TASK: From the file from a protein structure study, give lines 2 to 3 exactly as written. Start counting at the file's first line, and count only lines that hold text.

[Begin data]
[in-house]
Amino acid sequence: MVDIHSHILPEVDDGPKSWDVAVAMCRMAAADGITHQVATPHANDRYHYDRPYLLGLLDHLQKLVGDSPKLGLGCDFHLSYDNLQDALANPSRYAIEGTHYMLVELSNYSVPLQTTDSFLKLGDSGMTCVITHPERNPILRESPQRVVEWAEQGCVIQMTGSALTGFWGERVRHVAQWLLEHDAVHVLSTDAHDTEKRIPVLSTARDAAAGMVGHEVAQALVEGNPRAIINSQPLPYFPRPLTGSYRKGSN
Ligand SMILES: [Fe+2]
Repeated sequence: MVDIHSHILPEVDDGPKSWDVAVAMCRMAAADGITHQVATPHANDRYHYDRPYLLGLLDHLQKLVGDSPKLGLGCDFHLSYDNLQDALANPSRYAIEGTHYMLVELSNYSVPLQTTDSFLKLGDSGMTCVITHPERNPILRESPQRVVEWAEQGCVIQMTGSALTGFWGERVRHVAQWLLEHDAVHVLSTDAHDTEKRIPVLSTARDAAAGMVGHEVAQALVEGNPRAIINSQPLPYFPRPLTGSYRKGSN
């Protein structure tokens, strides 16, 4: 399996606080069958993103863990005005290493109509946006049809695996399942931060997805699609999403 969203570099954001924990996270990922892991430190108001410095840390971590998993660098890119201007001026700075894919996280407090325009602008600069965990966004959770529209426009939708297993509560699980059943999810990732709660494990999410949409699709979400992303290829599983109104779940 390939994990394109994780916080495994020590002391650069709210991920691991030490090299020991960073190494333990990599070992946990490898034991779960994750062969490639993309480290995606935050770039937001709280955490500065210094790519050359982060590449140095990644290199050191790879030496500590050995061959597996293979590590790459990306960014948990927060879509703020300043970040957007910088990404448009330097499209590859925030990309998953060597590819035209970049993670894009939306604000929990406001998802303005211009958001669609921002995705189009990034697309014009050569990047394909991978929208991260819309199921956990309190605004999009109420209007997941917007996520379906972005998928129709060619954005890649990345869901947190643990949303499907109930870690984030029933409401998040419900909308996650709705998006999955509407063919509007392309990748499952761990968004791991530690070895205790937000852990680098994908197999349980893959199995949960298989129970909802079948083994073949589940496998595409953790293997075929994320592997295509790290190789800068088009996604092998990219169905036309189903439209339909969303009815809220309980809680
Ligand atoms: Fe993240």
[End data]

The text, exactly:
Amino acid sequence: MVDIHSHILPEVDDGPKSWDVAVAMCRMAAADGITHQVATPHANDRYHYDRPYLLGLLDHLQKLVGDSPKLGLGCDFHLSYDNLQDALANPSRYAIEGTHYMLVELSNYSVPLQTTDSFLKLGDSGMTCVITHPERNPILRESPQRVVEWAEQGCVIQMTGSALTGFWGERVRHVAQWLLEHDAVHVLSTDAHDTEKRIPVLSTARDAAAGMVGHEVAQALVEGNPRAIINSQPLPYFPRPLTGSYRKGSN
Ligand SMILES: [Fe+2]